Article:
4351734363_a5bee3f514_zDespite the formal end of the recession in 2009, unemployment in the United States remains high, wages are still stagnant, and economic indices of all kinds are looking grim. A crisis of this magnitude requires bold action by U.S. lawmakers to realign U.S. economic policies in ways that promote the growth of both jobs and wages. Economists across the political spectrum agree that immigration reform—including a pathway to legal status for unauthorized immigrants already living here—should be a central part of any such effort to boost the economy.

Nevertheless, Sen. Jeff Sessions (R-AL) thinks he knows better. In his opinion, what we need to do to alleviate the nation’s economic woes is to derail immigration reform. Apparently, if we can hang on to our broken immigration system a little longer, there will be brighter days ahead for the U.S. economy.

This is the gist of an op-ed by Sen. Sessions that appears in Sunday’s USA Today. It is a case of guilt by correlation as Sessions recites statistics on unemployment, wage stagnation, and poverty, then juxtaposes these with statistics on immigration. And then Sessions takes an enormous logical leap by acting as if this proves immigration is the cause of the economic problems he has enumerated. The only real economic analysis he offers of immigration is the work of economist George Borjas, who is of the opinion that immigration reduces wages for native-born workers, especially those who are less educated. However, Borjas and Sessions find themselves increasingly isolated in this narrow viewpoint.

As other scholars and policymakers understand, immigrants don’t simply “fill” jobs in a zero-sum economic game in which there is a fixed and unchanging number of jobs for which native-born and foreign-born workers compete. Rather, immigrants create jobs as consumers and entrepreneurs. Immigrant workers spend their wages in U.S. businesses—buying food, clothes, appliances, cars, etc. Businesses respond to the presence of these new workers and consumers by investing in new restaurants, stores, and production facilities. And immigrants are 30 percent more likely than the native-born to start their own business. The end result is more jobs for more workers. As economist Giovanni Peri of the University of California, Davis, has concluded: “immigrants expand the U.S. economy’s productive capacity, stimulate investment, and promote specialization that in the long run boosts productivity,” and “there is no evidence that these effects take place at the expense of jobs for workers born in the United States.

In addition, immigrants and native-born workers are usually not competing in the same job markets because they tend to have different levels of education, work in different occupations, specialize in different tasks, and live in different places. As a result, immigrants and natives tend to complement each other in the labor market rather than compete, which increases the productivity—and the wages—of native-born workers. A 2010 report from the Economic Policy Institute estimated that, from 1994 to 2007, immigration increased the wages of native-born workers by 0.4 percent—including a 0.3 percent increase for the least-educated workers. This may not be an enormous sum, but it is undeniably positive.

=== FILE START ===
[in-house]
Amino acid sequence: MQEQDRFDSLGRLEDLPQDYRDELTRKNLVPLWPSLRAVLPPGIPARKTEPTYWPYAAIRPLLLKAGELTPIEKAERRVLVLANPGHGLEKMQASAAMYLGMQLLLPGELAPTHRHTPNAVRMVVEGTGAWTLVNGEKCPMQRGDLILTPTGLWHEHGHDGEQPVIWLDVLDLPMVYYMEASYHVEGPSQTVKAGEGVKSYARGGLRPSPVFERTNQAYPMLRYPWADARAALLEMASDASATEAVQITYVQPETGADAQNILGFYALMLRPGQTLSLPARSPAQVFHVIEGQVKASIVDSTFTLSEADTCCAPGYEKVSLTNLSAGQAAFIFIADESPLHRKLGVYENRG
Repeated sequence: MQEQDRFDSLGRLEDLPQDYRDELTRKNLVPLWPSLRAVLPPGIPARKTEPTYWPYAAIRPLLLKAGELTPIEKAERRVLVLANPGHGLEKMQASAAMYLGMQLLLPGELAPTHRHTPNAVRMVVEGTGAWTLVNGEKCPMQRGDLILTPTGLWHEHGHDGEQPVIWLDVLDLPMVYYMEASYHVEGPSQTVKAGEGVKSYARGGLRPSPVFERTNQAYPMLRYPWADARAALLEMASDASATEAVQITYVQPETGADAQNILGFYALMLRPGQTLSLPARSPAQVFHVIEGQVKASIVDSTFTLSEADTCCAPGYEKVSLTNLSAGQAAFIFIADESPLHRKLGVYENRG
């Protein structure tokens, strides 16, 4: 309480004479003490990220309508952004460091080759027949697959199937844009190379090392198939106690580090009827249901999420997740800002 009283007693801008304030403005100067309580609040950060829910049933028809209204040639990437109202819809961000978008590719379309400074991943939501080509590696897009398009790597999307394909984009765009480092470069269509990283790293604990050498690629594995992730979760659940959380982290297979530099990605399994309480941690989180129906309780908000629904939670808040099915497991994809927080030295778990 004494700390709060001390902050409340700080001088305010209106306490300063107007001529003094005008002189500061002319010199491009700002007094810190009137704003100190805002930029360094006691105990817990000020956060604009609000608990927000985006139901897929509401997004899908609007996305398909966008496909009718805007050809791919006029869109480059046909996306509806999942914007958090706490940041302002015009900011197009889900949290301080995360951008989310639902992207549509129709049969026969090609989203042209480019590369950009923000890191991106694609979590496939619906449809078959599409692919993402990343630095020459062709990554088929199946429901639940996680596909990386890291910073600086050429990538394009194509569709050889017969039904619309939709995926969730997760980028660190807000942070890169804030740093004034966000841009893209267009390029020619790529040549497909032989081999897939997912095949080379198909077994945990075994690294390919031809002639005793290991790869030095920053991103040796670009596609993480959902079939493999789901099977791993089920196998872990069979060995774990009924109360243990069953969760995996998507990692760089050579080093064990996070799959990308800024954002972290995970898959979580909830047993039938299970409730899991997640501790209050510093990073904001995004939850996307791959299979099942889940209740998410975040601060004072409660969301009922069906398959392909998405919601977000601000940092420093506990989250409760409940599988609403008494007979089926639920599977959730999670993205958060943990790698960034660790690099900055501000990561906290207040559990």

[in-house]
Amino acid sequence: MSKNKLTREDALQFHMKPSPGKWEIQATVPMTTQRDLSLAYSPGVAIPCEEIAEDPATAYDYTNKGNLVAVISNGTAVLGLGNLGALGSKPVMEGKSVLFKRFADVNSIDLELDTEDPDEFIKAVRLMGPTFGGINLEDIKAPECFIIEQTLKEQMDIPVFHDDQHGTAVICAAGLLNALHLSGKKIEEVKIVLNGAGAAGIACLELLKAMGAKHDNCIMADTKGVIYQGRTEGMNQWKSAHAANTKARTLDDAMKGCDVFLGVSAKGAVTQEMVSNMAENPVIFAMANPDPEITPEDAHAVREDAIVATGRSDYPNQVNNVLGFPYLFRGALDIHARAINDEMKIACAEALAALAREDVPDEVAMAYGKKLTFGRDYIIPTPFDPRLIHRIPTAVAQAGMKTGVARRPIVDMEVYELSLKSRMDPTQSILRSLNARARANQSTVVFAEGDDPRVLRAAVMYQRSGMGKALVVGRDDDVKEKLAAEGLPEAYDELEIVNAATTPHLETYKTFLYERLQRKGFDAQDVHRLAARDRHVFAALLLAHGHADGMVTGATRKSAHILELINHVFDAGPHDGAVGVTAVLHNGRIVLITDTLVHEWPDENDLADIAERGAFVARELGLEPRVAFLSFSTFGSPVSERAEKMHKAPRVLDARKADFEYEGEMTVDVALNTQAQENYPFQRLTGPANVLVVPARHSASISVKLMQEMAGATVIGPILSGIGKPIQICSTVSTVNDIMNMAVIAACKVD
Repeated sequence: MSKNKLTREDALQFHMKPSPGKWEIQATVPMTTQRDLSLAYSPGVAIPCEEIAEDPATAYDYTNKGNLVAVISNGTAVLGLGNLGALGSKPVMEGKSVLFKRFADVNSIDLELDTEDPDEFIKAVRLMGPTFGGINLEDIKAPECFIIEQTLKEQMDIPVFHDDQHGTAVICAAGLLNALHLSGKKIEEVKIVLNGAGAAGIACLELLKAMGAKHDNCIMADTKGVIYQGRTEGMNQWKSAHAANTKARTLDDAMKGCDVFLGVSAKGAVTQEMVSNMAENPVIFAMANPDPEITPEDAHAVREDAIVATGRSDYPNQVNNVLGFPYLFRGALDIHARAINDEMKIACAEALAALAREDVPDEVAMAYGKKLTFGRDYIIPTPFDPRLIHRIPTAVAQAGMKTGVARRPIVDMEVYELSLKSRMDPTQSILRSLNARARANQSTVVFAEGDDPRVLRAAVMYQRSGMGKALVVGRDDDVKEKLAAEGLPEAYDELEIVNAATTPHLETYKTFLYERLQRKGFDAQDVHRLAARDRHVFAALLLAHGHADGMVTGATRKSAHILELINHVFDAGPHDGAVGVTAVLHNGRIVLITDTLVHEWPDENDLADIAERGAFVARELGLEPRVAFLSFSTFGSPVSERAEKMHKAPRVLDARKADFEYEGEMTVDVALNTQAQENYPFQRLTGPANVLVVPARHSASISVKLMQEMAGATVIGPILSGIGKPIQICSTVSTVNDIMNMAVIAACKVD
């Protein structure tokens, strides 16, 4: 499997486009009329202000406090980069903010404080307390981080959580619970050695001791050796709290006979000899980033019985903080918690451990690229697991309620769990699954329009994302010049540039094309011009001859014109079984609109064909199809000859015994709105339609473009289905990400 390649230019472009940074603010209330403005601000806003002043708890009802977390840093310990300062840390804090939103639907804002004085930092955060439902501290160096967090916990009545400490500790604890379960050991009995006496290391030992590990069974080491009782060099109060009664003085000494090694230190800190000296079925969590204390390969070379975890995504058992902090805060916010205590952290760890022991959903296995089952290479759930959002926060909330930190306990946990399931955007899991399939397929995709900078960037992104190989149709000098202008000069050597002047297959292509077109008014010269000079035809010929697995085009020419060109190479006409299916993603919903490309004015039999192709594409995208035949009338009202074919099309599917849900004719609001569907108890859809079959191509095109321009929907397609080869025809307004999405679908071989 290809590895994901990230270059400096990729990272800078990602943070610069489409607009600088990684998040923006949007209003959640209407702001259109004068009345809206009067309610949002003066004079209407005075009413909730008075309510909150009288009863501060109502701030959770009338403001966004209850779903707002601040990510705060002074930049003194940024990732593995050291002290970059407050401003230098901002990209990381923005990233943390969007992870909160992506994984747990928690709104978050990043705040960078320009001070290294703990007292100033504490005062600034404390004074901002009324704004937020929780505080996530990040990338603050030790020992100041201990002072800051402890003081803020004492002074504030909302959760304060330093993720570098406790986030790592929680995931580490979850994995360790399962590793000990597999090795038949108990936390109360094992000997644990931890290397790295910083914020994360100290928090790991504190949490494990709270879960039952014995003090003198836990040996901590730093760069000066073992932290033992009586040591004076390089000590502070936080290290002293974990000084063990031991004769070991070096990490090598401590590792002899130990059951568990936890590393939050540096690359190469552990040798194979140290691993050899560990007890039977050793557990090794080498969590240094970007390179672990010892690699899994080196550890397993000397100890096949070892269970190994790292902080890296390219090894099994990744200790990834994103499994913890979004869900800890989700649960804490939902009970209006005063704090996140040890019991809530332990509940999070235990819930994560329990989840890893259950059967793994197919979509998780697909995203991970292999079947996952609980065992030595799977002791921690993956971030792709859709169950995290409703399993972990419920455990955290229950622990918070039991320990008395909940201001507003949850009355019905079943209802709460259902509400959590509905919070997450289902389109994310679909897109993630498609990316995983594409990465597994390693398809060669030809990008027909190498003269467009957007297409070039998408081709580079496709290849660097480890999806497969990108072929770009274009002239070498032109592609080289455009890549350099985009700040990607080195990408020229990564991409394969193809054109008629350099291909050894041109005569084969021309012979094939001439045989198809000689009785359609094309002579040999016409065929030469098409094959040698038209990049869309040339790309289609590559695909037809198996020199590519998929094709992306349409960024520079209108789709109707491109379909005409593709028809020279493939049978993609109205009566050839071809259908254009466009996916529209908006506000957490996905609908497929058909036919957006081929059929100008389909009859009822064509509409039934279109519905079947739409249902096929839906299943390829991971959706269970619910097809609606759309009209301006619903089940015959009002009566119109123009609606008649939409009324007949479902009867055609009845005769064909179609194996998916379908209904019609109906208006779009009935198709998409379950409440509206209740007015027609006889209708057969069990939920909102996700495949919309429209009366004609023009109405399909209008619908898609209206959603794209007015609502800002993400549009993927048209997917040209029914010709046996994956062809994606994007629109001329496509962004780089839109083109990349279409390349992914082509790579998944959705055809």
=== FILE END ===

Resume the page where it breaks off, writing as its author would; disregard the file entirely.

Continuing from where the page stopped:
Some researchers have run the clock forward and quantified the likely benefits that would accrue to the U.S. economy, and all U.S. workers, were immigration reform to become a reality. Raúl Hinojosa-Ojeda of the University of California, Los Angeles, estimates that in just the first three years following legalization of currently unauthorized immigrants, the “higher earning power of newly legalized workers translates into an increase in net personal income of $30 to $36 billion, which would generate $4.5 to $5.4 billion in additional net tax revenue. Moreover, an increase in personal income of this scale would generate consumer spending sufficient to support 750,000 to 900,000 jobs.” And a report from the American Action Forum, authored by former Congressional Budget Office (CBO) director Douglas Holtz-Eakin, estimates that immigration reform would “raise GDP per capita by over $1,500 and reduce the cumulative federal deficit by over $2.5 trillion” over 10 years. These benefits accrue because “immigration reform can raise population growth, labor force growth, and thus growth in Gross Domestic Product (GDP). In addition, immigrants have displayed entrepreneurial rates above that of the native born population.”

Sessions has evidently not seen any of this research.

Photo Courtesy of Jack Zalium.

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